kmakarski





Opublikowane | Published

  • On Welfare Effects of Increasing Retirement Age ()

    We develop an OLG model with realistic assumptions about longevity to analyze the welfare effects of raising the retirement age. We look at a scenario where an economy has a pay-as-you-go defined benefit scheme and compare it to a scenario with defined contribution schemes (funded or notional). We show that, initially, in both types of pension system schemes the majority of welfare effects comes from adjustments in taxes and/or prices. After the transition period, welfare effects are predominantly generated by the preference for smoothing inherent in many widely used models. We also show that although incentives differ between defined benefit and defined contribution systems, the welfare effects are of comparable magnitude under both schemes. We provide an explanation for this counter-intuitive result.

    An earlier version of this text was circulated under a title "Does social security reform reduce gains from increasing the retirement age?". This earlier version was coauthored by Karolina Goraus.

    Joanna
    Tyrowicz
    Krzysztof
    Makarski
  • Analyzing the effciency of the pension reform: the role for the welfare effects of fiscal closures ()

    Pension system reforms involve fiscal consequences. In practice, a variety of fiscal closures may be implemented, while not all of them involve the same extent of distortions. This paper develops an overlapping generations model to analyze the case of a shift from pay-as-you-go defined benefit system to a partly funded defined contribution system. We calibrate the system to mimic the economy of Poland, which actually implemented such reform in 1999. We analyze the efficiency of the reform with two main closure types: public debt and taxes. Regardless of the fiscal closure scenario this particular reform seems to be efficient in terms of welfare and enhances economic performance. Comparing the welfare of various closures we find that while labor taxation yields relatively higher welfare gain, public debt closure involves least need for the redistribution if capital pillar is to be implemented.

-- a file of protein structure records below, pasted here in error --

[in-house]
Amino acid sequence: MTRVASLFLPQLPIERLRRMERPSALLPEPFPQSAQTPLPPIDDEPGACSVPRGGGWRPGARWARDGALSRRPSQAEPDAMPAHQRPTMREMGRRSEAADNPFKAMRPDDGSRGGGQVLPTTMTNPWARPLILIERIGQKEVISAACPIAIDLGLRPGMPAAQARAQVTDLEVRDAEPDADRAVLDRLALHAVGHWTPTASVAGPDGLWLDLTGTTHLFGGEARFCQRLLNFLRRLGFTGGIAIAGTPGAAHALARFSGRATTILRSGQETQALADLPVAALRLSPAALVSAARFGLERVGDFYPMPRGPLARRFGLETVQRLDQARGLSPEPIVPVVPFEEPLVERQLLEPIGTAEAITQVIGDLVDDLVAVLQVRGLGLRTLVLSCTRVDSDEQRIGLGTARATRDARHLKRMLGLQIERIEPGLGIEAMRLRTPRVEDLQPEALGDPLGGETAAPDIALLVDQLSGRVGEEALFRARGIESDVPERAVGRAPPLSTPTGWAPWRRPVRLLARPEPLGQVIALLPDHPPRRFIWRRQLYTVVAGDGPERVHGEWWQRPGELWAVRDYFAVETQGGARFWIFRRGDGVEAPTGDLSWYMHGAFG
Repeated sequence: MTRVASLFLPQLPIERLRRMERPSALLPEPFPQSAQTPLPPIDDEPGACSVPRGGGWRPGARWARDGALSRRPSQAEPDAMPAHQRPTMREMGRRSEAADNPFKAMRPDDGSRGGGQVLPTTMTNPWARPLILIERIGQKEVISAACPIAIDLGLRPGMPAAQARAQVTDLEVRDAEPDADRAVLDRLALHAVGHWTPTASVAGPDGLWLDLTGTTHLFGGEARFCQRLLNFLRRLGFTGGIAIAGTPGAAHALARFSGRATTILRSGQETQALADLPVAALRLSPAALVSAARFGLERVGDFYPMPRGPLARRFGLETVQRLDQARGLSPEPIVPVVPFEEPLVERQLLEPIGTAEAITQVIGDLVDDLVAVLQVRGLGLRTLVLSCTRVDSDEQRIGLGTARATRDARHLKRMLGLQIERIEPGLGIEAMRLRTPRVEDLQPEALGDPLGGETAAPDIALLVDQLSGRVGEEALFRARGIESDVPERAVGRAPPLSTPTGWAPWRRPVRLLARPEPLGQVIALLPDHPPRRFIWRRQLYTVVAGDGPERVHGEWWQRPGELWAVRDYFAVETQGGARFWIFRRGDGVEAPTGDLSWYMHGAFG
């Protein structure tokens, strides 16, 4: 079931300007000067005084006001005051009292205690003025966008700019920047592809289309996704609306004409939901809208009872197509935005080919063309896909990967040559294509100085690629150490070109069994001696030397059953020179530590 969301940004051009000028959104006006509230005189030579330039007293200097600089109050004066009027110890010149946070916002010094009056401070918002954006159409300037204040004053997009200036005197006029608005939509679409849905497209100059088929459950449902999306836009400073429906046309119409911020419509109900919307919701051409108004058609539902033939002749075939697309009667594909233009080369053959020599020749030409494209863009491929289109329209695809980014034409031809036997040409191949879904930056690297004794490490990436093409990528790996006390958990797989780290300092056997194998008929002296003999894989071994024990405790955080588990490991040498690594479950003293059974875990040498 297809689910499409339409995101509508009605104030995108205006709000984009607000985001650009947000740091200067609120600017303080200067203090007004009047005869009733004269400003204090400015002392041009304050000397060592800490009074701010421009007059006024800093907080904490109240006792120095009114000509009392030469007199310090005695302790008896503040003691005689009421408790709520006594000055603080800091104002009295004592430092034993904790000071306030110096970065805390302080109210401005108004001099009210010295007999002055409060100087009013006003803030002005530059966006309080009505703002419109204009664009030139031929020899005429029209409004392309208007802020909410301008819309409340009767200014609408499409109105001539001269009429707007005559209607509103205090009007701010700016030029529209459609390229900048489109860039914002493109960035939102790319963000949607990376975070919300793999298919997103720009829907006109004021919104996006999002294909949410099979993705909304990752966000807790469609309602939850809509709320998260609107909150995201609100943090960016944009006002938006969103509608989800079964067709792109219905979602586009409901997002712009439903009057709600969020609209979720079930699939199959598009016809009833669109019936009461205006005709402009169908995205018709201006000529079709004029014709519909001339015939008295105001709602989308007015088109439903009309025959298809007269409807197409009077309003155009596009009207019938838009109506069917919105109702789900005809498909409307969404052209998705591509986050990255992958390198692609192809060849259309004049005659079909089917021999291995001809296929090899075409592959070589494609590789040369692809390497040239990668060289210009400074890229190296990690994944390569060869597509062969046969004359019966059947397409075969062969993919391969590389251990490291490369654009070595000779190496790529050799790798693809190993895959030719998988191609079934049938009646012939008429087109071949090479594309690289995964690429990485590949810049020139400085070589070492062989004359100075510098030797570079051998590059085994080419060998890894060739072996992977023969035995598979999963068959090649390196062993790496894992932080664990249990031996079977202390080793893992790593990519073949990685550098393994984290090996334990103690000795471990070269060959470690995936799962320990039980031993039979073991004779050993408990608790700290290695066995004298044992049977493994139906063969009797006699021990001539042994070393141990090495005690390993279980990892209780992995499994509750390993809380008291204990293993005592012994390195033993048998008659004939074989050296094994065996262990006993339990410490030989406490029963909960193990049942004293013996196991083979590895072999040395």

Jan
    Hagemejer
    Krzysztof
    Makarski
    Joanna
    Tyrowicz
  • Reforming retirement age in DB and DC pension systems in an aging OLG economy with heterogenous agents ()

    We analyze the effects of increasing the retirement age in two economies with overlapping generations and within cohort ex ante heterogeneity. The first economy has a defined benefit system and the second economy is in transition from a defined benefit to a defined contribution. We find that if increase in the retirement age is phased in a way that allows agents to adjust, welfare is not reduced and welfare effects have a similar magnitude and between cohort distribution in both types of the pension systems.

    Joanna
    Tyrowicz
    Krzysztof
    Makarski
    Marcin
    Bielecki
  • Unprivatizing the Pension System: The Case of Poland ()

    In many countries, the fiscal tension associated with the global financial crisis brings about the discussion about unprivatizing the social security system. This article employs an Overlapping Generations model to assess ex ante the effects of such changes to the pension reform in Poland from 1999 as implemented in 2011 and in 2013. We simulate the behaviour of the economy without the implemented/proposed changes and compare it to a status quo defined by the reform from 1999. We find that the changes implemented in 2011 and in 2013 are detrimental to welfare. The effects on capital and output are small and depend on the selected fiscal closure. Implied effective replacement rates are lower. These findings are robust to time inconsistency. The shortsightedness of the governments imposes welfare costs.

    Jan
    Hagemejer
    Krzysztof
    Makarski
    Joanna
    Tyrowicz
  • Small assumptions (can) have a large bearing: evaluating pension system reforms with OLG models ()